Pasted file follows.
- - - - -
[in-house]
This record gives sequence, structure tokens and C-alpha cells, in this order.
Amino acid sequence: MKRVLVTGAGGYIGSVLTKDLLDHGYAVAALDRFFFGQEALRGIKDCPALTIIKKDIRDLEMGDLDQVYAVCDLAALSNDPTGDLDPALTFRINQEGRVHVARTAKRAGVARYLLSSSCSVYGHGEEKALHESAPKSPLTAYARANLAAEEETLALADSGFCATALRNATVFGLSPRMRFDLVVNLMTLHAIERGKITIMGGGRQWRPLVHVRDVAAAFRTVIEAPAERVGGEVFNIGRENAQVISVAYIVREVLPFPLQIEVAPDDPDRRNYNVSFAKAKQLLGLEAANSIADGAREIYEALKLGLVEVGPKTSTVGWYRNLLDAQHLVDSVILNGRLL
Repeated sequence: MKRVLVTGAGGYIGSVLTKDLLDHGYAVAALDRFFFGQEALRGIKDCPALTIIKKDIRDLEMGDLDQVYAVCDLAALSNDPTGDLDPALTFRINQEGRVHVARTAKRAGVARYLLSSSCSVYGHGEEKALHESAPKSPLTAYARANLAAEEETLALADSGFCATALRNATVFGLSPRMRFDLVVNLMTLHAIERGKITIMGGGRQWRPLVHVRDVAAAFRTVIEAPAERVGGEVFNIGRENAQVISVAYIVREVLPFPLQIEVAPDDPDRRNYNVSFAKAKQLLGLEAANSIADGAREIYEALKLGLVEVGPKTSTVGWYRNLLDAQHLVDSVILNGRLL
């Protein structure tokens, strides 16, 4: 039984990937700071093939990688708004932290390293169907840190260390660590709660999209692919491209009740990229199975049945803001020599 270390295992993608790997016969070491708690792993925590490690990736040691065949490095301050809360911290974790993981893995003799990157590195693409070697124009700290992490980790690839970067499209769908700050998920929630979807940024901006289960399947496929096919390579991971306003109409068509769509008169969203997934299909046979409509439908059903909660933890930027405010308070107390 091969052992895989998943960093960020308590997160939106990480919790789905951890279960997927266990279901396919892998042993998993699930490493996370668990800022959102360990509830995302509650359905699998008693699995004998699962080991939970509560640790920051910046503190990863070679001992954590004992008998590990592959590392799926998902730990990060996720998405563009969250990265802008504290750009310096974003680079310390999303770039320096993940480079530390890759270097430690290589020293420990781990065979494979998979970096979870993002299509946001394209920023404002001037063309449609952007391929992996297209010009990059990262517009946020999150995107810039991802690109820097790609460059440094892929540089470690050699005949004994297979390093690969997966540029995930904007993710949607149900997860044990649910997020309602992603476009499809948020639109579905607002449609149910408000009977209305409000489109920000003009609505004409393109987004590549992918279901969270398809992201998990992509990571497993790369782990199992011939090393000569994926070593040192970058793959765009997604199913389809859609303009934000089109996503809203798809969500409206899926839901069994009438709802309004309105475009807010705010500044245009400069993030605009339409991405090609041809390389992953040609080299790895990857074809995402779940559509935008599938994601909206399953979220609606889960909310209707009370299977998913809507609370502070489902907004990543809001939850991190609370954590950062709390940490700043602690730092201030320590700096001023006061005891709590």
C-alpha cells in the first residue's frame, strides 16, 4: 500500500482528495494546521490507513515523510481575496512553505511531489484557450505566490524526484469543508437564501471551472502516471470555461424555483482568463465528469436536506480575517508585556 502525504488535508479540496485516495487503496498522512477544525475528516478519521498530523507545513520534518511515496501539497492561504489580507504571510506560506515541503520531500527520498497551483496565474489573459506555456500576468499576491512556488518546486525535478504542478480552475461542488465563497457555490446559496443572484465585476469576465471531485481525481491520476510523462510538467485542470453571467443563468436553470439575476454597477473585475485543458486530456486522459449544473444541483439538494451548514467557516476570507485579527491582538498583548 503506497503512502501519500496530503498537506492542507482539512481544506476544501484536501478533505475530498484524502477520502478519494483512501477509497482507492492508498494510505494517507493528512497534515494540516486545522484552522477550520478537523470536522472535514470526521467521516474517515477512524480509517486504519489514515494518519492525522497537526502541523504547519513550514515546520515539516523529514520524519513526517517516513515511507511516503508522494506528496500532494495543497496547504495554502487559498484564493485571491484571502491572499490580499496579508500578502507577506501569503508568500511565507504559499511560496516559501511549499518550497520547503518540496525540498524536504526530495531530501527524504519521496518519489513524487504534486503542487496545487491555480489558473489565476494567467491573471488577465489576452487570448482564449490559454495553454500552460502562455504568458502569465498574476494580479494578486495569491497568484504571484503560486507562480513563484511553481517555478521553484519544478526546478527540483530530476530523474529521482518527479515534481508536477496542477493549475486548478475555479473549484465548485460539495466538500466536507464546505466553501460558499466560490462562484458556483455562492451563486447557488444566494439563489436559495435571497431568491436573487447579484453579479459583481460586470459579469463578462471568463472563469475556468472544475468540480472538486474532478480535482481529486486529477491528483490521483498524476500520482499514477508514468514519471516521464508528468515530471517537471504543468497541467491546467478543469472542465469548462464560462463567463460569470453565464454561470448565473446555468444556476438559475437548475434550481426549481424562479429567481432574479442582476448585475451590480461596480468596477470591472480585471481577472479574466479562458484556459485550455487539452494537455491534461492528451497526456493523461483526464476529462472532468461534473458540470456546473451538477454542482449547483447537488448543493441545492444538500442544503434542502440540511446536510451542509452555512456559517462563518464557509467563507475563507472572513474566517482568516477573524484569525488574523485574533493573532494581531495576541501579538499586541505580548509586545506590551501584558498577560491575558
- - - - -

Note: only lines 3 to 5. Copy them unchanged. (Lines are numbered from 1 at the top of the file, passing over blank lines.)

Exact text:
Amino acid sequence: MKRVLVTGAGGYIGSVLTKDLLDHGYAVAALDRFFFGQEALRGIKDCPALTIIKKDIRDLEMGDLDQVYAVCDLAALSNDPTGDLDPALTFRINQEGRVHVARTAKRAGVARYLLSSSCSVYGHGEEKALHESAPKSPLTAYARANLAAEEETLALADSGFCATALRNATVFGLSPRMRFDLVVNLMTLHAIERGKITIMGGGRQWRPLVHVRDVAAAFRTVIEAPAERVGGEVFNIGRENAQVISVAYIVREVLPFPLQIEVAPDDPDRRNYNVSFAKAKQLLGLEAANSIADGAREIYEALKLGLVEVGPKTSTVGWYRNLLDAQHLVDSVILNGRLL
Repeated sequence: MKRVLVTGAGGYIGSVLTKDLLDHGYAVAALDRFFFGQEALRGIKDCPALTIIKKDIRDLEMGDLDQVYAVCDLAALSNDPTGDLDPALTFRINQEGRVHVARTAKRAGVARYLLSSSCSVYGHGEEKALHESAPKSPLTAYARANLAAEEETLALADSGFCATALRNATVFGLSPRMRFDLVVNLMTLHAIERGKITIMGGGRQWRPLVHVRDVAAAFRTVIEAPAERVGGEVFNIGRENAQVISVAYIVREVLPFPLQIEVAPDDPDRRNYNVSFAKAKQLLGLEAANSIADGAREIYEALKLGLVEVGPKTSTVGWYRNLLDAQHLVDSVILNGRLL
């Protein structure tokens, strides 16, 4: 039984990937700071093939990688708004932290390293169907840190260390660590709660999209692919491209009740990229199975049945803001020599 270390295992993608790997016969070491708690792993925590490690990736040691065949490095301050809360911290974790993981893995003799990157590195693409070697124009700290992490980790690839970067499209769908700050998920929630979807940024901006289960399947496929096919390579991971306003109409068509769509008169969203997934299909046979409509439908059903909660933890930027405010308070107390 091969052992895989998943960093960020308590997160939106990480919790789905951890279960997927266990279901396919892998042993998993699930490493996370668990800022959102360990509830995302509650359905699998008693699995004998699962080991939970509560640790920051910046503190990863070679001992954590004992008998590990592959590392799926998902730990990060996720998405563009969250990265802008504290750009310096974003680079310390999303770039320096993940480079530390890759270097430690290589020293420990781990065979494979998979970096979870993002299509946001394209920023404002001037063309449609952007391929992996297209010009990059990262517009946020999150995107810039991802690109820097790609460059440094892929540089470690050699005949004994297979390093690969997966540029995930904007993710949607149900997860044990649910997020309602992603476009499809948020639109579905607002449609149910408000009977209305409000489109920000003009609505004409393109987004590549992918279901969270398809992201998990992509990571497993790369782990199992011939090393000569994926070593040192970058793959765009997604199913389809859609303009934000089109996503809203798809969500409206899926839901069994009438709802309004309105475009807010705010500044245009400069993030605009339409991405090609041809390389992953040609080299790895990857074809995402779940559509935008599938994601909206399953979220609606889960909310209707009370299977998913809507609370502070489902907004990543809001939850991190609370954590950062709390940490700043602690730092201030320590700096001023006061005891709590």